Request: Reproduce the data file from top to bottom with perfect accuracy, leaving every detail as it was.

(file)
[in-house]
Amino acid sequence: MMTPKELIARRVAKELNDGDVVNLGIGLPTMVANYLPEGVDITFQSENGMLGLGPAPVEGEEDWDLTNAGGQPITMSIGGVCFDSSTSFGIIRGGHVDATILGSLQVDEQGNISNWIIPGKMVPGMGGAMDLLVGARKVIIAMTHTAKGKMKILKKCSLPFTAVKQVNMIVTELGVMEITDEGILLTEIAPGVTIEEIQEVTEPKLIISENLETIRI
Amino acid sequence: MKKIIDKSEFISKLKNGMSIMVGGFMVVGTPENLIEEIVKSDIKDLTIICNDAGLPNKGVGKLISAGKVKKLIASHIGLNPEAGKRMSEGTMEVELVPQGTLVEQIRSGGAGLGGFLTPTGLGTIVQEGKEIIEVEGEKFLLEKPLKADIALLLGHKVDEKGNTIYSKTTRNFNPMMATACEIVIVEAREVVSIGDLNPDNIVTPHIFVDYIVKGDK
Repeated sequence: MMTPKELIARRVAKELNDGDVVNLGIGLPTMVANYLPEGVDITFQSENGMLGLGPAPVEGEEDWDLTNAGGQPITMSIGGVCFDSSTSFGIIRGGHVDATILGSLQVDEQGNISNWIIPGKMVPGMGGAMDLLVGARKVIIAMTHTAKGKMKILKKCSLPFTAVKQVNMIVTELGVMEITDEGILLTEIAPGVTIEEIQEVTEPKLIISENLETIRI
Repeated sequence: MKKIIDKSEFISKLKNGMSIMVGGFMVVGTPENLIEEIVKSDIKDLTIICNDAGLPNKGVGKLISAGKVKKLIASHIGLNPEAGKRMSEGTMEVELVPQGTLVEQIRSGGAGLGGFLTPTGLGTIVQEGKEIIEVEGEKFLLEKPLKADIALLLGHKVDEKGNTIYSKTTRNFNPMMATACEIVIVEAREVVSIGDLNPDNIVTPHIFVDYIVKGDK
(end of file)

[in-house]
Amino acid sequence: MMTPKELIARRVAKELNDGDVVNLGIGLPTMVANYLPEGVDITFQSENGMLGLGPAPVEGEEDWDLTNAGGQPITMSIGGVCFDSSTSFGIIRGGHVDATILGSLQVDEQGNISNWIIPGKMVPGMGGAMDLLVGARKVIIAMTHTAKGKMKILKKCSLPFTAVKQVNMIVTELGVMEITDEGILLTEIAPGVTIEEIQEVTEPKLIISENLETIRI
Amino acid sequence: MKKIIDKSEFISKLKNGMSIMVGGFMVVGTPENLIEEIVKSDIKDLTIICNDAGLPNKGVGKLISAGKVKKLIASHIGLNPEAGKRMSEGTMEVELVPQGTLVEQIRSGGAGLGGFLTPTGLGTIVQEGKEIIEVEGEKFLLEKPLKADIALLLGHKVDEKGNTIYSKTTRNFNPMMATACEIVIVEAREVVSIGDLNPDNIVTPHIFVDYIVKGDK
Repeated sequence: MMTPKELIARRVAKELNDGDVVNLGIGLPTMVANYLPEGVDITFQSENGMLGLGPAPVEGEEDWDLTNAGGQPITMSIGGVCFDSSTSFGIIRGGHVDATILGSLQVDEQGNISNWIIPGKMVPGMGGAMDLLVGARKVIIAMTHTAKGKMKILKKCSLPFTAVKQVNMIVTELGVMEITDEGILLTEIAPGVTIEEIQEVTEPKLIISENLETIRI
Repeated sequence: MKKIIDKSEFISKLKNGMSIMVGGFMVVGTPENLIEEIVKSDIKDLTIICNDAGLPNKGVGKLISAGKVKKLIASHIGLNPEAGKRMSEGTMEVELVPQGTLVEQIRSGGAGLGGFLTPTGLGTIVQEGKEIIEVEGEKFLLEKPLKADIALLLGHKVDEKGNTIYSKTTRNFNPMMATACEIVIVEAREVVSIGDLNPDNIVTPHIFVDYIVKGDK